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The Green Book 14
We encounter and enjoy authors mostly through their writing, forgetting sometimes that there are personalities behind their words, some astonishingly well-known in their time, often now relegated to small press rediscoveries. With sufficient spans of years, these authors and their personalities pass out of memory, becoming less familiar to us as people and more so as names on title pages. But it is important to remember that these authors lived and worked, had careers and relationships; some of them died while relatively unknown, others were widely celebrated for their creations. With this in mind, I’ve decided to focus the current issue on reminiscences, interviews, and memoirs in hopes of summoning the shades of these writers and to show that in some ways their lives were not always so different from our own.
To that end, you will find a number of texts I have been collecting these past few years, now nestled here comfortably beside one another. Each one, I hope, will give you some insight into the lives of these authors, who they were, and a past that is not necessarily so far distant.
There are first-hand accounts by authors with whom I hope you are now familiar. Rosa Mulholland, Cheiro, and Dorothy Macardle all relate anecdotes of their own experiences with the psychical and supernatural. Elsewhere in this issue, you can spend an entertaining evening with Mervyn Wall. In this talk, given to the Bram Stoker Society in 1987, he delves into witchcraft and details the origins of his best-loved novel, The Unfortunate Fursey (1946).
We have a few interviews — “chats” — with those who worked as professionals, and whose names were familiar to the broader public on a weekly basis, as their stories were published and novels serialised in magazines of the day. Among these sketches you’ll be invited to spend agreeable afternoons with L. T. Meade, Charlotte Riddell, and Katharine Tynan. While they may not discuss strictly ghastly material, I hope these interviews bring us that much closer to authors whose works still find admiration of a modern readership.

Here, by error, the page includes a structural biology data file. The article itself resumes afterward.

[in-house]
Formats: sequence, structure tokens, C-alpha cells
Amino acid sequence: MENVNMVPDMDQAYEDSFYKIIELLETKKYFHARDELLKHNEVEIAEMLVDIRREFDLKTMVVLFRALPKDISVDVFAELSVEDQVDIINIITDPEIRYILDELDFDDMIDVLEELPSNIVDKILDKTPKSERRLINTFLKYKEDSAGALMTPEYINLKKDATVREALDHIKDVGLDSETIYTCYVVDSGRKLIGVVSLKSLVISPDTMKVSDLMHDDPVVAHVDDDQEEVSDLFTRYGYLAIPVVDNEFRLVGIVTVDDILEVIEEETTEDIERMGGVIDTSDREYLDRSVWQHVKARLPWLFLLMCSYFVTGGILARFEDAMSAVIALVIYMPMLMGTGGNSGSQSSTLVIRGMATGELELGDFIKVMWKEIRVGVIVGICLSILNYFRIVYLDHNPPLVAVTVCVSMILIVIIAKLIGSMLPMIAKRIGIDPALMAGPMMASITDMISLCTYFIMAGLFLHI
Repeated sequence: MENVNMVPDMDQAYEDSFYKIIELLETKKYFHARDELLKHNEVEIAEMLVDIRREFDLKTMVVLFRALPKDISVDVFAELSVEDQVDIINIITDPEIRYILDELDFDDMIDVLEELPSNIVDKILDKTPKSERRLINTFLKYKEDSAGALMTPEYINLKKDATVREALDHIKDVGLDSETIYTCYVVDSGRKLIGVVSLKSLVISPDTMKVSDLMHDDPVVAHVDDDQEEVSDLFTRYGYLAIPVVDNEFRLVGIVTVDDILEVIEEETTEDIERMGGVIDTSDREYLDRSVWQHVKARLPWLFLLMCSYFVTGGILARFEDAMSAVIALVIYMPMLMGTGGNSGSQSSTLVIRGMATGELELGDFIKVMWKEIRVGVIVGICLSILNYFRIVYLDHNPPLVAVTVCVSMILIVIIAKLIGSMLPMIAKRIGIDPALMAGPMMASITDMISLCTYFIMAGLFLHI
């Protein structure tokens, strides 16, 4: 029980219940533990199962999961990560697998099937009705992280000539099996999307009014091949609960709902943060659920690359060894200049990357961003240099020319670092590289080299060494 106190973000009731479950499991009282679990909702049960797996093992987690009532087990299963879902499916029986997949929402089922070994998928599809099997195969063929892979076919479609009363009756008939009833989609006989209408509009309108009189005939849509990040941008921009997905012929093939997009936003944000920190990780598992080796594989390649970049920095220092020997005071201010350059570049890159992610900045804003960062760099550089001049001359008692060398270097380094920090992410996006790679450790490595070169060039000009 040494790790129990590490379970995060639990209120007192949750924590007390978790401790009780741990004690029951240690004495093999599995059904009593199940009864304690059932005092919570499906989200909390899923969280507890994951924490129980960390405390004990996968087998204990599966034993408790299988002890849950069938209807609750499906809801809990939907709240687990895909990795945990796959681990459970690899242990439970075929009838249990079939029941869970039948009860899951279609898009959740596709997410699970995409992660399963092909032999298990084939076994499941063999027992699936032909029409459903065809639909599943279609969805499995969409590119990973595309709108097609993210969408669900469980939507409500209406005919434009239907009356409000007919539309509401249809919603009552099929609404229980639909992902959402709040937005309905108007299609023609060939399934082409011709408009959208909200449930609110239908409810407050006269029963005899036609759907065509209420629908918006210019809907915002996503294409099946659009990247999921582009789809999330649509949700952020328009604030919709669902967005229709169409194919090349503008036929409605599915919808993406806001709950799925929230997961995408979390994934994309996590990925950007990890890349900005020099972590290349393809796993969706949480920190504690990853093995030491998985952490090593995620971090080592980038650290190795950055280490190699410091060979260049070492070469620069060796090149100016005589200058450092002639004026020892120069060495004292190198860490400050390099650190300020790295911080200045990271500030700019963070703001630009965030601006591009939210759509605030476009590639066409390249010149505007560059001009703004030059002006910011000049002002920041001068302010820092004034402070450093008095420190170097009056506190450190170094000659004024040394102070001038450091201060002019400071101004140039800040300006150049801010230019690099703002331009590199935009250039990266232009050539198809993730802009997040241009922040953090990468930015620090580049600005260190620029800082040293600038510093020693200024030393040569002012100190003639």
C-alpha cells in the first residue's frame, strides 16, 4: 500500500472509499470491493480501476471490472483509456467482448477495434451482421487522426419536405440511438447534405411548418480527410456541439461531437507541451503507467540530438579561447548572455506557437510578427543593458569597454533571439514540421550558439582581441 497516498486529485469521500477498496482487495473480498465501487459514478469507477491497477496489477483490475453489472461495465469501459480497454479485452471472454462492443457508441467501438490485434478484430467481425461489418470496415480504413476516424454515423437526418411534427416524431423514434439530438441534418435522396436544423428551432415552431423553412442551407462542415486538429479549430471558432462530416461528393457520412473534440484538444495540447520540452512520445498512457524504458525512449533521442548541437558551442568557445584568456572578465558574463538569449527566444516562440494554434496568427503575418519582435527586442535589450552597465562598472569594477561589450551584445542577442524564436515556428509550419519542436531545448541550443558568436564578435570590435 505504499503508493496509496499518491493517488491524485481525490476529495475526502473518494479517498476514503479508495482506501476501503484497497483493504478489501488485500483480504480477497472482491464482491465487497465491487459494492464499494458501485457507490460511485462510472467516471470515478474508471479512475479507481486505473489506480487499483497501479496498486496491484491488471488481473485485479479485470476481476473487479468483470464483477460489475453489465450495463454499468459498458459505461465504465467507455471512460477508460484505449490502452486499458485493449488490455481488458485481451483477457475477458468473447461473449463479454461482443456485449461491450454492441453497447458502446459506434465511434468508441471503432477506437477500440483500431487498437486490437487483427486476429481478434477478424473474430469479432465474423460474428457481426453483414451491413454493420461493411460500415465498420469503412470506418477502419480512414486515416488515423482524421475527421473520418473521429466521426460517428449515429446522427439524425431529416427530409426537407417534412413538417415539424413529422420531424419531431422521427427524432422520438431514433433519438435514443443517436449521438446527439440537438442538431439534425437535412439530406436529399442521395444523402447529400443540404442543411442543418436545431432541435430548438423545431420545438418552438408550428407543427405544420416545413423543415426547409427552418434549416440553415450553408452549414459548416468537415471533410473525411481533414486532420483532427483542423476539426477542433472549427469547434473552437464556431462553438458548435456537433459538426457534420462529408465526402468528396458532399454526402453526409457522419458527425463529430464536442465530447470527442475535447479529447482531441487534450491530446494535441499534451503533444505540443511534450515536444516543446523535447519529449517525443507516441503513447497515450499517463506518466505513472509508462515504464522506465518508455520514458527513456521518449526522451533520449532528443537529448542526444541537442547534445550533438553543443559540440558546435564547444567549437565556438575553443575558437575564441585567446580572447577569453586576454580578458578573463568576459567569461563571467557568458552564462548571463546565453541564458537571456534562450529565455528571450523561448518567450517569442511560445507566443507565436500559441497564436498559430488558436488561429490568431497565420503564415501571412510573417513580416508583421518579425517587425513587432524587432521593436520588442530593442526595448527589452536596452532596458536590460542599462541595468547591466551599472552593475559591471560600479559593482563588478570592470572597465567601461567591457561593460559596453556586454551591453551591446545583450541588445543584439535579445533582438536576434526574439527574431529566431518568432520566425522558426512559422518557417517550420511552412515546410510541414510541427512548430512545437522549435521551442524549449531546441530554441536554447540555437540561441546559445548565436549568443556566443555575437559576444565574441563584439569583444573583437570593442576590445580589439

You’ll also find some brief memoirs, including litterateur William Winter’s reminiscence of his fallen comrade Fitz-James O’Brien, who died in the American Civil War; and Samuel Carter Hall, who conjures two of Dublin’s gothic greats: Charles Maturin and Joseph Sheridan Le Fanu — perhaps reminding us that these authors existed in a wider social world.
However, the issue commences with Albert Power’s appraisal of George Croly’s Salathiel (1828), a novel which Stoker biographer Paul Murray posited as an influence on the composition of Dracula. Although, a tale of the Wandering Jew, Salathiel might have more in common thematically with Charles Maturin’s Melmoth the Wanderer, than Bram Stoker’s more famous book. Power aptly leads us through the life of Reverend Croly and how his book fits into the literary milieu of the dark fantastic.
If you would like to read more about some of these writers among these pages, you’ll find lengthier profiles in earlier issues of The Green Book. In Issue 9: Rosa Mulholland; Issue 12: Mervyn Wall; Issue 13: Cheiro and Beatrice Grimshaw. While this issue and the next will serve as an intermission in our Guide to Irish Writers of Gothic, Supernatural, and Fantastic Fiction, fear not — we will return with more entries in future instalments.
Brian J. Showers
15 April 2020
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Brian J. Showers
"Who Marvels at the Mysteries of the Moon: George Croly’s Salathiel"
"Sketch of Fitz-James O'Brien"
"Le Fanu and Maturin: Two Reminiscences"
Samuel Carter Hall
"How I Found Adventure"
"A Biographical Sketch of Mrs. L. T. Meade"
Helen C. Black
"Sweet Singer from Over the Sea"
A Chat with Katharine Tynan
"A Chat with Mrs. J. H. Riddell"
"Extracts from Confessions: Memoirs of a Modern Seer"
"They Say It Happened"
"Ghost Story of a Novelist"
"Witchcraft and the Origins of The Unfortunate Fursey"
"Notes on Contributors"
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